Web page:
Jason Repko encouraged me to develop my book idea. We had lunch and I advised him on creating a Web presence for himself. He agreed to help document the process from his perspective, exactly what I need to make sure this book answers the questions of the novice reader. Here’s what I advised, he asked in reply, and I answered. (I haven’t answered all the questions yet, but I will. And add others.)
Me: You need a site with blog. Get a host that supports (easily installs and upgrades) WordPress.
Q: Why in the world would I need a website?
A. It’s Google’s world. That’s where you need to show up as you want to be found. But you need to do more than show up, you need to be accurately and impressively portrayed. Don’t leave that to chance. Represent yourself. Google rewards recency, relevance, and referrals. So do people. You’ve got to have a site that was updated recently, is relevant to your interests, and is referred to from other sites, part of the Web.
Say someone is interested in you. Perhaps you’re applying for a job, or they heard about you through a friend or colleague, met you at a conference or saw something you had done. They want to know more about you. They Google your name. What do they find? Make sure they find you as you want to be found.
Q: Why WordPress?
It’s the easiest, most user freindly way to publish a site. Blogger is great if you just want a blog, but if you want more than one page, WordPress seems to be far-and-away the leader in having maximized usability and power at the same time.
In addition, it’s a large open-source project which means it’s free and because lots of people are using it and developing for it it’s constantly improving in every way, design layouts, functionality, add-on/plug-in functionality, integratability, etc.
Here are three sites that coroborate (a few top hits from Googleing “blogging platform use stats”):
- The blog platforms of choice among the top 100 blogs
- What Blogging Platforms Do We Use? [POLL RESULTS]
- Why You Should Use WordPress as Your Choice Blogging Platform
Q: How do I get WordPress? Why do I need a Web host? Which one?
A. Pick a host that supports (easily installs and upgrades) WordPress. Dreamhost is good. Technical folks have a lot of different criteria but they’re are a ton that are essentially the same price (btwn $5-10 a month) and as long as they offer WordPress, you’re set. Dreamhost is easy. Here is a good list of alternatives.
Q. Should I change my email? (from firstname.lastname@example.org to email@example.com)
A. Yes. I have both my firstname.lastname@example.org and email@example.com, both of which I check using gmail. I give out my custom URL addy because it won’t change and creates a better impression. I’ve had to change my email address before and it’s a pain. I love Google, and guess they stand as good a chance at being around in fifty years as anyone, but why bank on it when you can have an email address that can survive independent of what host you use for email or your site? I also think it looks more impressive to demonstrate that have your own domain. It is yet another way to help people remember how to find your site.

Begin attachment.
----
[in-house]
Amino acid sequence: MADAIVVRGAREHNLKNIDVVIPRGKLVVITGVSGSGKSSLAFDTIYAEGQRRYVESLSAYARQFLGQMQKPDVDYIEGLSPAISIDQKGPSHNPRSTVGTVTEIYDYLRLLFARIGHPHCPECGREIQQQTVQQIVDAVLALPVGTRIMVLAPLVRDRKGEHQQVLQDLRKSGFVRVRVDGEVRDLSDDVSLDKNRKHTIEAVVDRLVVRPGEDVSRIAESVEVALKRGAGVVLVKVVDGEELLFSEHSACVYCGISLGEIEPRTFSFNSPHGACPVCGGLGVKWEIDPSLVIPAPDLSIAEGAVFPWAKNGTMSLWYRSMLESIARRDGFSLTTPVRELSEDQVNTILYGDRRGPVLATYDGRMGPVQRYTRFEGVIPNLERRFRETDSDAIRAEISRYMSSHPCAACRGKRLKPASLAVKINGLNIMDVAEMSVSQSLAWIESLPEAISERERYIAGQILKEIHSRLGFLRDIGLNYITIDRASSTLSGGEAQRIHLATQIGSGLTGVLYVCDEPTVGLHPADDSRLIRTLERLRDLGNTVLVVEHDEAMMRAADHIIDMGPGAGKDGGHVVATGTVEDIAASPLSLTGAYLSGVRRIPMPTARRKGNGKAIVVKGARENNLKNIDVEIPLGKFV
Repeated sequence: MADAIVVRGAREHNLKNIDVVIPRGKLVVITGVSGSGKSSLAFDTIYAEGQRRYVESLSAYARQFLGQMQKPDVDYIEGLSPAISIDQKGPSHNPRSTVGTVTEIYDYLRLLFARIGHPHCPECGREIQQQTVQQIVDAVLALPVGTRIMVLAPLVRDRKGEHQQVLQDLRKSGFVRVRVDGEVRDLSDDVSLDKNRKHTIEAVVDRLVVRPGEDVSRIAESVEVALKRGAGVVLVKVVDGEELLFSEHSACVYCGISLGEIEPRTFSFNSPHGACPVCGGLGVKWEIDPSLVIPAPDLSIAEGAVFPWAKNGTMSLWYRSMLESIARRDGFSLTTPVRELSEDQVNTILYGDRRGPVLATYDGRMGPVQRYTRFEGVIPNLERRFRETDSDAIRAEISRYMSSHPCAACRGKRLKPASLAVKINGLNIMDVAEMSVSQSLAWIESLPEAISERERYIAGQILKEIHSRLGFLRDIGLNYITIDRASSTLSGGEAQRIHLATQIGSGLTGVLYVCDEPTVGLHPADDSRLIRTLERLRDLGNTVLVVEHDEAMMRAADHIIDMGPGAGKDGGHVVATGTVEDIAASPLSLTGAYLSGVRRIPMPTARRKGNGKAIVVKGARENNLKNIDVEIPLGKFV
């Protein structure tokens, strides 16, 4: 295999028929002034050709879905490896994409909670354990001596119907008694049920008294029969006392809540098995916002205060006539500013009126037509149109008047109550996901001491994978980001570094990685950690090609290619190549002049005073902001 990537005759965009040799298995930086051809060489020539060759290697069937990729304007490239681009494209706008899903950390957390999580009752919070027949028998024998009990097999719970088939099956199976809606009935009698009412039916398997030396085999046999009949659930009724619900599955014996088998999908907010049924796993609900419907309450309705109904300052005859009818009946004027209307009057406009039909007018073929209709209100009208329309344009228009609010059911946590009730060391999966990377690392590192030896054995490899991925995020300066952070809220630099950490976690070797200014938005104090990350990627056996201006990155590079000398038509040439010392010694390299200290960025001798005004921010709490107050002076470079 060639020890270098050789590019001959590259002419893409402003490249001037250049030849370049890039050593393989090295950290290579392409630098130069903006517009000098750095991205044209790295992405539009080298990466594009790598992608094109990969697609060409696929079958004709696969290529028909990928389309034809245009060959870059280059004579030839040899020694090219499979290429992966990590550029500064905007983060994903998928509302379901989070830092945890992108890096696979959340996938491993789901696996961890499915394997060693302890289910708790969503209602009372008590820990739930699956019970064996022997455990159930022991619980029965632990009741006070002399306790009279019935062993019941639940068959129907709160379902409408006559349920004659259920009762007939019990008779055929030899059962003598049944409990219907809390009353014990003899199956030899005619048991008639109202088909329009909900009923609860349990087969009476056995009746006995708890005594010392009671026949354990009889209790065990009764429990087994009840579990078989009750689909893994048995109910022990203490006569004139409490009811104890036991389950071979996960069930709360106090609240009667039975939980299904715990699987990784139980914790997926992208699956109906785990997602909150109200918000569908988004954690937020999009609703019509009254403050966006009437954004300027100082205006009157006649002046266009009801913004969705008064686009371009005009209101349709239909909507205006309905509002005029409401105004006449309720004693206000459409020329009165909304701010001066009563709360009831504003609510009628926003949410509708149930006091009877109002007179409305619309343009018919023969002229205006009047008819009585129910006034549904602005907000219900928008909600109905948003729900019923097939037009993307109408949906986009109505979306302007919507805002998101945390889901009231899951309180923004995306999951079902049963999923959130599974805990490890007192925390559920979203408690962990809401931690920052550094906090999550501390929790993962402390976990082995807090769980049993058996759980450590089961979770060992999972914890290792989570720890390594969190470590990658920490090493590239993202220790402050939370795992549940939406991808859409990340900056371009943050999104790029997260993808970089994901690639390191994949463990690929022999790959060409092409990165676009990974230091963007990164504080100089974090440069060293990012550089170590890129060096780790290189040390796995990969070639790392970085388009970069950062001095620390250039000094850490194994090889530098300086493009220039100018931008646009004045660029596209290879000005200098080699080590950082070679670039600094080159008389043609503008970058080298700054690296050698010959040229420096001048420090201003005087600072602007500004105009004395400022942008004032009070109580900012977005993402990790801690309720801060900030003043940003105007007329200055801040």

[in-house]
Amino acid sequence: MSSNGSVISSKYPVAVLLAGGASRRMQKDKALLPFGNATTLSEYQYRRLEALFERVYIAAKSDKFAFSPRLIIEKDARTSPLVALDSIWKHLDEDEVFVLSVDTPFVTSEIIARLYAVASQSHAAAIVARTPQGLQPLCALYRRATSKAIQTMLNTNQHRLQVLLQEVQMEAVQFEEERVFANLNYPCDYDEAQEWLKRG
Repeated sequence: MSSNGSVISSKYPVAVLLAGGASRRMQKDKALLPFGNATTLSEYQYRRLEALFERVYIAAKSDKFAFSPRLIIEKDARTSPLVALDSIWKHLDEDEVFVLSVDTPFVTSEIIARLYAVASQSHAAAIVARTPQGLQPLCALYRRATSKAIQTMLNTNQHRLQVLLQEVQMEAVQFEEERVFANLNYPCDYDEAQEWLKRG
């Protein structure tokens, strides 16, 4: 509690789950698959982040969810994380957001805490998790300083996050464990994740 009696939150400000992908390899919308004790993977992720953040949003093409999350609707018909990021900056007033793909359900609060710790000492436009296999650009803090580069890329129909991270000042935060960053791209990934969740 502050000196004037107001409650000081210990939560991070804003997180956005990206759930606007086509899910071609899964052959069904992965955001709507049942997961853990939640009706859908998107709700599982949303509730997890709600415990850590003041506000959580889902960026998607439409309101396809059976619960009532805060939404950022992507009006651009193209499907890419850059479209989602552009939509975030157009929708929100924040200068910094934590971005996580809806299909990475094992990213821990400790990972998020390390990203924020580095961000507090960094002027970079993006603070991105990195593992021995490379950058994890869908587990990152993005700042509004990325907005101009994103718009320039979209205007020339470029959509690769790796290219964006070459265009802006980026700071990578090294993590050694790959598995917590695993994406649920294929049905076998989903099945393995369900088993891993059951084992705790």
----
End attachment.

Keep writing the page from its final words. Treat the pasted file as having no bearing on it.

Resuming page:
Q. What’s DNS?
A. It stands for Domain Name Service (or System). It’s the system or process of translating host names, or domain names, into IP addresses, or numbers.
To Be Answered:
Q. Setting up my business profile: what if I don’t necessarily have a business? Should I fill out something, leave it blank for now, or create a hypothetical business? Or is the business just promoting ME?
Q. So I’ve settled (and that’s all it is really) on a theme for now. I’m someone who likes more control than what the majority of themes offer. I want to control fonts, placements, have more column control, and have a much cleaner look in general and I’d like one that gets updated and won’t collect junk through add-ons and whatnot to its HTML. I’ve looked into the guts of your Thesis theme, I like what it offers and I’m tempted, but, I’m not ready to spend $87 on it. Are there other options to look at that offer similar services that might be a little more budget friendly?
Q. I’ve gone to edit my top post, the one on Alela Diane, and viewed the HTML. I notice there are a lot of references to my blogger site and the photos seem to be pointed to blogger. Are the photos still living on blogger and the url for the original? If I were to de-activate Blogger, would my photos disappear?
I’ve noticed that I have the Blogger thumbnails for my video’s (CDDocumentaries). Of course, you click on them and a message appears that it’s unavailable. It seems that the import function only mirrors you content (of course, it takes text), not actually importing it. I was expecting photos and the mp4’s I put up on Blogger to be copied by WP and be living on my server somewhere. This doesn’t seem to be the case. Am I wrong on this? What should I do to get my files for this stuff on my Dreamhost server and jiving with WP? Manually re-import all these files and then re-edit all posts that are affected?
Q. This one I will look into later, because I think I can find the information within Blogger, but, how do I point Blogger to jasonrepko.org?